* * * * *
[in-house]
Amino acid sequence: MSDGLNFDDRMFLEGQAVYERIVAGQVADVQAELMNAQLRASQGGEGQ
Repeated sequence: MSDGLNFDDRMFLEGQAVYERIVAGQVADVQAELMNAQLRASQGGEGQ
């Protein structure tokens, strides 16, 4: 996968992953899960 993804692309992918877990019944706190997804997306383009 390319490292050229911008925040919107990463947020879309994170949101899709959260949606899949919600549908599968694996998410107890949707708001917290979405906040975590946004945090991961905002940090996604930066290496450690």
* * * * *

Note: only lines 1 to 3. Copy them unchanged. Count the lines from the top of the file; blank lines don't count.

[in-house]
Amino acid sequence: MSDGLNFDDRMFLEGQAVYERIVAGQVADVQAELMNAQLRASQGGEGQ
Repeated sequence: MSDGLNFDDRMFLEGQAVYERIVAGQVADVQAELMNAQLRASQGGEGQ